Objectives of the project are to improve our knowledge on the whitefish population in the Ringkøbing Fjord and effects associated with the commercial exploitation of the population. Another goal was to establish how much natural reproduction and stocking of hatchery reared fry contributes to the adult population and to what extend the commercial fishery affects other species of fish. These results will provide a much better basis for the management of whitefish populations in Denmark in general and in the Western Jutland populations in particular.
The natural population of whitefish in the Ringkøbing Fjord has been the subject of an extensive fishery for more than 100 years. The main gear used is 46 mm monofil gill nets. The fishery is primarily performed by commercial fishermen, but estimated from the number of recreational fishers in the area, a substantial amount is caught by this group as well. The official statistics (only covering the commercial catches) shows that the catch through the 20th century typically has varied between 10 and 60 tons per year. Since 2001 the catch has increased and in most years been above 60 tons (highest catch 2009: 100 t).
Since 1986 ca. 4 million hatchery reared fry has been stocked in the fjord each year. 3.6 million is stocked as newly hatched larvae in April. The rest is raised to a size of 3-4 cm on a diet of artificial pellets before stocking in late May. Several subjects related to the whitefish population and fishery is of considerable interest to investigate.The population of sea trout (Salmo trutta) in the main tributary of the Ringkøbing Fjord, the River Skjern Aa, is much smaller than expected, considering the environmental conditions of both the river and the fjord and the size of the river. One possible reason is by-catch in the whitefish fishery. The landing of sea trout and the endangered salmon (Salmo salar) from Ringkøbing Fjord is prohibited and the discard mortality for sea trout is considered to be very high (in general salmon is not caught in the gear used in this fishery). Investigations on the subject of by-catch from the Baltic Sea indicate this to be true. The by-catch of sea trout will be estimated partly thorough experimental fishing and partly through surveys of commercial fishing.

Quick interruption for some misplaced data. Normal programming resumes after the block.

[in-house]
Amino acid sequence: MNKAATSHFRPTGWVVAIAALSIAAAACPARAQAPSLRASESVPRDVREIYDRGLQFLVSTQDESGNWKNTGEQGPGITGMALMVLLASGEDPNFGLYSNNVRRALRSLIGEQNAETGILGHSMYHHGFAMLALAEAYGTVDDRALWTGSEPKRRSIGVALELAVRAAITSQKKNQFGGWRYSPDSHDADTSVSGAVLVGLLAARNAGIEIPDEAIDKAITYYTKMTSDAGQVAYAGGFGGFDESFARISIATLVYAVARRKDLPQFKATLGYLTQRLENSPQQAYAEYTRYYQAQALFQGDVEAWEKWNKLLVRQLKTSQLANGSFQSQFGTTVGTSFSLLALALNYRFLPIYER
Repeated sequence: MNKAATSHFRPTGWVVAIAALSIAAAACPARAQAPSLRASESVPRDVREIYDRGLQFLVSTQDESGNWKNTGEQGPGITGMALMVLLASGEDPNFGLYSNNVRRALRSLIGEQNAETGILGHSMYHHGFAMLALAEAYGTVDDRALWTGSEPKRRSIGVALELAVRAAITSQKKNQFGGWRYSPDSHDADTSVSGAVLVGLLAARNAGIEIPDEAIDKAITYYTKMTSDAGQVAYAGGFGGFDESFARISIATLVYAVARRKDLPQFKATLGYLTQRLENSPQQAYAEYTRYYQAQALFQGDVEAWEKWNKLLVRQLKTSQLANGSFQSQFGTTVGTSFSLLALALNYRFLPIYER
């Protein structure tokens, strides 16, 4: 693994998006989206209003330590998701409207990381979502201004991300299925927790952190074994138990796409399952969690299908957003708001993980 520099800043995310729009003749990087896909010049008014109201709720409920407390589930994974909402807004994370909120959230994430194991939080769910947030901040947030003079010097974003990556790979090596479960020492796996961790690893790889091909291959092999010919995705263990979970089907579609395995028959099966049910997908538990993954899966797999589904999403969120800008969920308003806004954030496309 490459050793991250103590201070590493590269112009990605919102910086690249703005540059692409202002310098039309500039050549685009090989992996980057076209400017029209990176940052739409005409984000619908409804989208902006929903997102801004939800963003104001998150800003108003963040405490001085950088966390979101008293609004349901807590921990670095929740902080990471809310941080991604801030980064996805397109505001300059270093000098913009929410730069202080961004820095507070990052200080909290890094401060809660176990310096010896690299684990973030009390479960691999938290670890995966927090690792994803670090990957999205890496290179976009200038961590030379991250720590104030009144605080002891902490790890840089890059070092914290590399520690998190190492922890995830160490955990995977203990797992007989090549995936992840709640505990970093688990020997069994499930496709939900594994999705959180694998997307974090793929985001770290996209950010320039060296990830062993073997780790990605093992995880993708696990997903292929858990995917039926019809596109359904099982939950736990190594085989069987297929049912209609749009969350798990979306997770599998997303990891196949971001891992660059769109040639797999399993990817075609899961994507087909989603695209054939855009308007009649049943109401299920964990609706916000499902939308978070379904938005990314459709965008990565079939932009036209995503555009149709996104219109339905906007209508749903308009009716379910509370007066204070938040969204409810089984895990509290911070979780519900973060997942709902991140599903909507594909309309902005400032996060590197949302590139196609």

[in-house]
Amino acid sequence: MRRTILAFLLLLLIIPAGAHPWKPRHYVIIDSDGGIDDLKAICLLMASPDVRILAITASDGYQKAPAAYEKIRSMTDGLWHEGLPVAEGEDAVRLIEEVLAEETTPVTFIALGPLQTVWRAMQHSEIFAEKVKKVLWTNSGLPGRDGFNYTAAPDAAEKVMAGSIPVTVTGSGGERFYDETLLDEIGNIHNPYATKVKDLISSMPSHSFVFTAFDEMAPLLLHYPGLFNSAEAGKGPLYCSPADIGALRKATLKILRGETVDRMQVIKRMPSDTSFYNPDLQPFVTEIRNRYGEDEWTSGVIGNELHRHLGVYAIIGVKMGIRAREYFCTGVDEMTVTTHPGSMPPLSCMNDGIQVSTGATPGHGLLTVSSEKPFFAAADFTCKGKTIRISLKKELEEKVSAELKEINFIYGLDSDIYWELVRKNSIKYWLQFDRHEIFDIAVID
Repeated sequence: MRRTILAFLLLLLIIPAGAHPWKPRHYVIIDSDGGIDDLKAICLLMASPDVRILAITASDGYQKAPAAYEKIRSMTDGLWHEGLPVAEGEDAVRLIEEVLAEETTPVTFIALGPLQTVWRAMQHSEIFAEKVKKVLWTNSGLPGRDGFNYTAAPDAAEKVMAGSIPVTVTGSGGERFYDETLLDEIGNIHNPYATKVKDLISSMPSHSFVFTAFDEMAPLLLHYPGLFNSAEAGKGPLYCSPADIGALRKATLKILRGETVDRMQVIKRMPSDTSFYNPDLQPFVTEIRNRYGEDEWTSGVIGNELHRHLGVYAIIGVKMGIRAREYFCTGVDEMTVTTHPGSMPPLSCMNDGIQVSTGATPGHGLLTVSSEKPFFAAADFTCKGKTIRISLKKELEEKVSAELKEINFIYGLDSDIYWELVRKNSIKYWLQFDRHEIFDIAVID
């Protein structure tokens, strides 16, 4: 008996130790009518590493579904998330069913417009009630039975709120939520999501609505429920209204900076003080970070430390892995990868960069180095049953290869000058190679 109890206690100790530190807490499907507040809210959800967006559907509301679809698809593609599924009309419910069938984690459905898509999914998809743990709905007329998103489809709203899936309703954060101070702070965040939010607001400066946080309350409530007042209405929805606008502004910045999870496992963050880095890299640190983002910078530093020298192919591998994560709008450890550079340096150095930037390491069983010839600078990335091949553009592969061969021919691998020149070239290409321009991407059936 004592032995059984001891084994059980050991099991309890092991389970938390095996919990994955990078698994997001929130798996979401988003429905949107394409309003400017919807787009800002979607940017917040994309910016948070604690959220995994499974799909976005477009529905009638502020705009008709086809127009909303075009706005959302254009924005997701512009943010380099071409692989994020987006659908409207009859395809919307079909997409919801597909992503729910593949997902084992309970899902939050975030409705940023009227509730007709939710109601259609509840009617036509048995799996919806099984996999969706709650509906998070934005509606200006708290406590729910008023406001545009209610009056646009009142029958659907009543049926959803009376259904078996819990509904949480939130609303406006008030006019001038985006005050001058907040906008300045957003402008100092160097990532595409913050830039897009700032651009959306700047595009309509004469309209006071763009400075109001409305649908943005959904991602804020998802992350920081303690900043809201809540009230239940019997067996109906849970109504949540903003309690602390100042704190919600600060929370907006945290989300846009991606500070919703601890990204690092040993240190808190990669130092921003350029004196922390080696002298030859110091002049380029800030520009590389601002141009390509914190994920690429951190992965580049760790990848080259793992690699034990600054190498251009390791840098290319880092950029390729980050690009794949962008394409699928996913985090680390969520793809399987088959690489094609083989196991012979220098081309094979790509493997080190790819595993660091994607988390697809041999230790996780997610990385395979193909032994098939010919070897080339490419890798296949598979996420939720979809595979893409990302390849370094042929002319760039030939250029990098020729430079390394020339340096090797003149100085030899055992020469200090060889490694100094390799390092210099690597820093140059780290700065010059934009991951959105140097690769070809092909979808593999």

It has never been estimated how much the stocking of whitefish larvae and fry contributes to the population in general or to the catchable fraction of the population (legal minimum size 34 cm). We will first establish if otolith microstructure analysis can be used as a method to distinguish between hatchery reared and naturally hatched individuals. If not chemical marking (most likely using strontium) in the hatchery will be used. We will then estimate how much the stocked larvae/fry contributes to the population. Finally, we will collect data on the age structure and growth of the whitefish. These parameters will be used to evaluate if fishing pressure in this fishery is a major mortality factor.
|Period||01/01/11 → 31/03/13|
- Research area: Freshwater Fisheries and Ecology